We use a number of methods to help track this including: surveys, focus groups, and one-on-ones with employees and stakeholders. We try to gather a good mix of qualitative and quantitative data.

One of our goals moving forward is to track our student participants’ online learning journeys using more robust analytics programs. Having insights, for example, about which specific choke-points are holding students back and where they exist can help us continue making data-informed decisions about refinements to our programming.

Tell me about your favorite learning projects? What were the most successful parts of them? Why?

My favorite project with my team was implementing virtual programming during the pandemic, where we moved the entire curriculum online. It was made up of nine sessions that were both asynchronous and synchronous. Our program relies on student-to-student interaction, so we were nervous, but it’s received great responses so far!

On a scale of 1-10, how important are the visual design and overall aesthetics of learning content (10 is high)? Why?

First and foremost, I think that learning should be instructionally sound. If a learning project is visually stunning but doesn’t lead to meaningful learning and performance gains, then the visual design didn’t really serve a greater purpose. On the flip side, all the pedagogical foresight in the world won’t matter if a project’s visual design detracts learners from doing the learning.

When I think of visual design and break out two specific aspects—usability and accessibility—I’d rate it as a 10. I always try to consider Universal Design for Learning principles, which goes beyond just visual design, and think about who might be left out of the learning experience due to a poorly considered design choice. I’ve also found following UX best practices to be immensely helpful. Anytime I’m at the helm of visual design for a project, the C.R.A.P. principles of web design—Contrast, Repetition, Alignment, Proximity—are great to keep in mind. My appreciation goes out to the originator of that acronym.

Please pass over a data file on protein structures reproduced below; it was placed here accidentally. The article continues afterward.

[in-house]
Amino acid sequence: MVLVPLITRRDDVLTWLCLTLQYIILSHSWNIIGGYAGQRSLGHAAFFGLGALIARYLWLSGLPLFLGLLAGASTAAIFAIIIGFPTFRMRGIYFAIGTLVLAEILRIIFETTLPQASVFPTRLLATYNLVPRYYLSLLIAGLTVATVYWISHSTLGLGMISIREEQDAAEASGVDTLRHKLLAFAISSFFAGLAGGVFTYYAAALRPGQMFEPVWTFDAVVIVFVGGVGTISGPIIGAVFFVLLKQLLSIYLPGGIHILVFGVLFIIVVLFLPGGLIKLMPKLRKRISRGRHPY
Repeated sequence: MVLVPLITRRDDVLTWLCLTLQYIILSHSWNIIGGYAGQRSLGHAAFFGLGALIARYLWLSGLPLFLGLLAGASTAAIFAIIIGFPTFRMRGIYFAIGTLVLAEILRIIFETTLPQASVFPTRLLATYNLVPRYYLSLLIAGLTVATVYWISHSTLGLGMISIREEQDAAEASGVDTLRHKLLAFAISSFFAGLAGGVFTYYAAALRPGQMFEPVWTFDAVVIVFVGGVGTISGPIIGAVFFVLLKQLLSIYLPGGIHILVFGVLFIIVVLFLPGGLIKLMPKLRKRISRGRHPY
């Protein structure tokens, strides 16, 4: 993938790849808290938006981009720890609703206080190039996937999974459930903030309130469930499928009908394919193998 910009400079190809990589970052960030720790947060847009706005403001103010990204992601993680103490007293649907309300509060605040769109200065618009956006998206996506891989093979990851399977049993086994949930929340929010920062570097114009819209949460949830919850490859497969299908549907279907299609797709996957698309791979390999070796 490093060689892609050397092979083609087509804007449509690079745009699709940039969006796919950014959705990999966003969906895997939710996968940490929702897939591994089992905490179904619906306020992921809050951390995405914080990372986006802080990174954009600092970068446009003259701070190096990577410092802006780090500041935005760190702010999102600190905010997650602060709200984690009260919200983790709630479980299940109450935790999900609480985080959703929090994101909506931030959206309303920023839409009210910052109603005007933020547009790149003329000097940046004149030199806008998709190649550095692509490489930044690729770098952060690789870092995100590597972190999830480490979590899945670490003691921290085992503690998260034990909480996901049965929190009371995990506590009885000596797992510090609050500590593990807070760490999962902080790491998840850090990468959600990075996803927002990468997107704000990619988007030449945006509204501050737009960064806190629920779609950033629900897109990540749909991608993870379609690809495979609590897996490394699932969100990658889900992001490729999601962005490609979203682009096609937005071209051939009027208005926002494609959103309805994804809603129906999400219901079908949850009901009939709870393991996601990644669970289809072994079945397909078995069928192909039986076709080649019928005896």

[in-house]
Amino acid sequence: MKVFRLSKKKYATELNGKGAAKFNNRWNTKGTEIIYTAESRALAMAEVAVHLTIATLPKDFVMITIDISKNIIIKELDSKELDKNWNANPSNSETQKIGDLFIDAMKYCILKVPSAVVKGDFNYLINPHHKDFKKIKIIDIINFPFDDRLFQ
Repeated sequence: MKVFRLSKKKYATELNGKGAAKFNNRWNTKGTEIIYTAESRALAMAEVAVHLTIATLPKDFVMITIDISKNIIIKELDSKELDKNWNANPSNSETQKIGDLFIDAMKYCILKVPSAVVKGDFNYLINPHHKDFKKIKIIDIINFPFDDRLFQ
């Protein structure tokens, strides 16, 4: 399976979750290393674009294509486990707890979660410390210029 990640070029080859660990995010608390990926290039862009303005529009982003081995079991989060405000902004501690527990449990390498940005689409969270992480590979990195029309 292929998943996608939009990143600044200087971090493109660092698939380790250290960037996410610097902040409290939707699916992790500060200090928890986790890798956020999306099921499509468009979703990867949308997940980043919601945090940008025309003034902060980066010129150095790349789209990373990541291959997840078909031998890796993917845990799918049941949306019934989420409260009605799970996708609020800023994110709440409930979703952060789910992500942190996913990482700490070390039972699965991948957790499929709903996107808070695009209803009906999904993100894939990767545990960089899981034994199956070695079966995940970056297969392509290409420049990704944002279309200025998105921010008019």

Where do you see the learning industry going in a post-covid world?

I see there being much less of a focus on big training and seminars and more on small chunks of training while people are working. Employees don’t have to pause their day-to-day responsibilities to go to a conference to learn a new skill, and then wait until they’re back in the office to apply it. It’s just-in-time, on-demand learning and performance support that’s going to make more of a difference going forward.